Anyway, I'm learning bit by bit and I appreciate all of your patience as this particular moment played out on the list.  (Joe West)


How do you all store your yet-to-be used culms?  My wife and I have a six month old son and we're going to start "childproofing" the outlets, cabinets, curtain cords, etc. 

Up 'til now I've been storing  full length 12' culms in the living room. I like that the temperature and humidity are more constant that if they were stored in the garage.  But the living room will be out of the question very soon, as I'm sure our son will find the culms and pull them over on him, my wife,  the dogs, in-laws, piano, etc.  So I must move them to a safer place.  

My first option is to cut 'em in half  and move them all to the garage.  So I'm wondering if there is a risk of damage/degradation from wider temperature and humidity fluctuations to raw culms.    (Eric Koehler)

    I hang mine in two "U" shaped racks from the ceiling joist in my garage. Works like a charm.  (Patrick Coffey)

      I built a rack similar to what Patrick describes, but mine is in the shop rather than the garage.  (Harry Boyd)

    I keep mine in my attic workshop tucked up under the insulated roof and rafters where it is too small to walk or be useful for anything other than storage.  I would use the joists but have other long rod making items stored there.  My attic is nice and dry almost year round.  I have a window A/C unit going in the summer.  Rising heat naturally heats and dries throughout the winter.  (Rick Crenshaw)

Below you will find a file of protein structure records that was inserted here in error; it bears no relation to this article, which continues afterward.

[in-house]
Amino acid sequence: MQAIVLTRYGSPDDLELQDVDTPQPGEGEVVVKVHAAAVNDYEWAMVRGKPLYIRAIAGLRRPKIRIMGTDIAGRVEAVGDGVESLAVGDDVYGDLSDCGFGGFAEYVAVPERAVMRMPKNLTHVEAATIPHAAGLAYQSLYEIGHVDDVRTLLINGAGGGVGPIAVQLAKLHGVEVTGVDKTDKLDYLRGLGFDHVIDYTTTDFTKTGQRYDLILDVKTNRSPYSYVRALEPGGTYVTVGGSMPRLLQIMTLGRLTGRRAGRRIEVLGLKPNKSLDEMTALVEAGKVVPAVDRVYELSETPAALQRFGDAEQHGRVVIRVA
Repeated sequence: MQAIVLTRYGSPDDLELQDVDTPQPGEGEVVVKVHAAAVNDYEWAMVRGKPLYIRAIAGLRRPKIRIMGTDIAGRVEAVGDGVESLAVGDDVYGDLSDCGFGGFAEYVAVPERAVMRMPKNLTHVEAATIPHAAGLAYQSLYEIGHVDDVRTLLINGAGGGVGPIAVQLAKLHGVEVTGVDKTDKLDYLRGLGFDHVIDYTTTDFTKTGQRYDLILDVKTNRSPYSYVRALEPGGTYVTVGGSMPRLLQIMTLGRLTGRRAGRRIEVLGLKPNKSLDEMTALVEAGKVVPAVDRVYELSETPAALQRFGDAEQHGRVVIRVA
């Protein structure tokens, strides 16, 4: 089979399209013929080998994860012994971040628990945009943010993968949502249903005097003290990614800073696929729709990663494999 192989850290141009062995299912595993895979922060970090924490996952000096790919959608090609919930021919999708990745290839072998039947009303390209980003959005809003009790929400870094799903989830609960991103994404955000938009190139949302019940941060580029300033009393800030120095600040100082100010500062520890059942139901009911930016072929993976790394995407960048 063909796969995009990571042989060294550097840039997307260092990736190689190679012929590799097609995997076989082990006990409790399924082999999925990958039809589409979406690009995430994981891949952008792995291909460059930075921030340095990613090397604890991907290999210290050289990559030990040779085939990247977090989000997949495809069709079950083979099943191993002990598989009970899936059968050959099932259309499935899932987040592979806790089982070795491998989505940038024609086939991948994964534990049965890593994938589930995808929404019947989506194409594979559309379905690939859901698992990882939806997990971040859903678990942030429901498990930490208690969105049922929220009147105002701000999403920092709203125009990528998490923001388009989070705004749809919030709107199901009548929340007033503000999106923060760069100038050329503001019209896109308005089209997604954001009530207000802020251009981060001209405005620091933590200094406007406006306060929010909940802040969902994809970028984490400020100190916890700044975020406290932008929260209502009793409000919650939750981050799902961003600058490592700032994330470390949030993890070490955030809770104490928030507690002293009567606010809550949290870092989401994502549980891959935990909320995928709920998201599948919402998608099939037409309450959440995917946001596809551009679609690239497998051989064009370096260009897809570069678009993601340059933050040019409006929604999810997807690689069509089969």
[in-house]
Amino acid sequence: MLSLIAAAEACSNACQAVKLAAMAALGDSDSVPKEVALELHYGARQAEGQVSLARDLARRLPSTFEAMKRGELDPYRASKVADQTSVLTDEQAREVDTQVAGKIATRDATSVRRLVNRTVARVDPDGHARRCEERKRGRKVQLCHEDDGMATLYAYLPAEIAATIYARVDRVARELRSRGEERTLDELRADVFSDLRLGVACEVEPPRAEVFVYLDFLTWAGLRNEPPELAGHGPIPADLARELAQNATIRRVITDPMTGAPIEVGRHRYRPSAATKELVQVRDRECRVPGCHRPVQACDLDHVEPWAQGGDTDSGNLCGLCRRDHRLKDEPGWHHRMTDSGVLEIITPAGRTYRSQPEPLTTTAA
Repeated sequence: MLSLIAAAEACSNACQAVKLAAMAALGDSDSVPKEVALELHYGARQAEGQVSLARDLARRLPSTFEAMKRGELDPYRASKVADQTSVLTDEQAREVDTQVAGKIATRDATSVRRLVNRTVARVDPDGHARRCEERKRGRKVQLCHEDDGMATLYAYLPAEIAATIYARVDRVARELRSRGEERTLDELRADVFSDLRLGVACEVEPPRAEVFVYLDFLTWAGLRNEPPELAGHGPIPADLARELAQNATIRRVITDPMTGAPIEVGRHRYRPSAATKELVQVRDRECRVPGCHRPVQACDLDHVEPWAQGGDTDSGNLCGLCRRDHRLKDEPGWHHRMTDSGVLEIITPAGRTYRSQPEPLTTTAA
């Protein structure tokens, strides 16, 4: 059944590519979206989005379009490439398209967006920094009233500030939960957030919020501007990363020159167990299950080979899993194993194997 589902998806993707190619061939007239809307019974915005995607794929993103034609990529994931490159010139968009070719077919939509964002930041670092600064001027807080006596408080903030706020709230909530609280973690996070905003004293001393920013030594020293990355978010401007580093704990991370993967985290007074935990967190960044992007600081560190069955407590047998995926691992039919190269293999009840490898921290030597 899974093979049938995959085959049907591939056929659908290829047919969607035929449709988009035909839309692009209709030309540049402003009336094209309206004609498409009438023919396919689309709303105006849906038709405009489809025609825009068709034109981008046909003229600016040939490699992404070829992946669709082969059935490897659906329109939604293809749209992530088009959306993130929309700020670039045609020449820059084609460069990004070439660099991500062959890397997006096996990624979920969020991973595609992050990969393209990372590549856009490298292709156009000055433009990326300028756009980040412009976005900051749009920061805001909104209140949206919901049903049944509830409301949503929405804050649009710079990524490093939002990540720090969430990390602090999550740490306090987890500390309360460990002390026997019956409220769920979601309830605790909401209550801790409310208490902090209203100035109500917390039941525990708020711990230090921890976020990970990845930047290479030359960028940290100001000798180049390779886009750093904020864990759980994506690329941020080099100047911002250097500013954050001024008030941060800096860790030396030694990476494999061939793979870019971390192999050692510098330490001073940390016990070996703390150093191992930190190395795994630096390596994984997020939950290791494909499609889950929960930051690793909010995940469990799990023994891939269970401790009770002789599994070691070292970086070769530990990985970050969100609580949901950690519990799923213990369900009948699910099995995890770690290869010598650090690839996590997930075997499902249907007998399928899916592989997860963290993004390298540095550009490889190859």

I just received forty sticks of cane and understand from Wayne's book that I need to put a split in the butt section up to the second or third node to aide in drying and curing.

I would like to leave them in twelve foot sections until I use them so would that split need to be deeper into the cane??  (Dick Steinbach)

    I always split one wall from butt to tip, one end to another.  It won't hurt anything.  Leave them at 12' and only cut to length later to most efficiently use the entire culm.  (Harry Boyd)

    I’ve found that even with one split the full length, you will occasionally get a random check elsewhere.  My last batch, I split in halves.  Haven’t had them long enough to know if halving will prevent additional checks.  (Al Baldauski)

    You're gonna get different opinions on this one.

    Keep the twelve foot lengths.

    The check split, if started through the first two or three nodes only,  will propagate the length of the culm as it dries and shrinks. Some folks like to split the whole length, thinking it cuts down on secondary splits occurring, though personally I don't think it makes a difference.

    I had one bale that I never check split (the guy who went in on the order never paid me, nor picked it up, so after a year of trying to chase him down I just kept it), and all the culms are in the same condition as the other bales that I did check-split.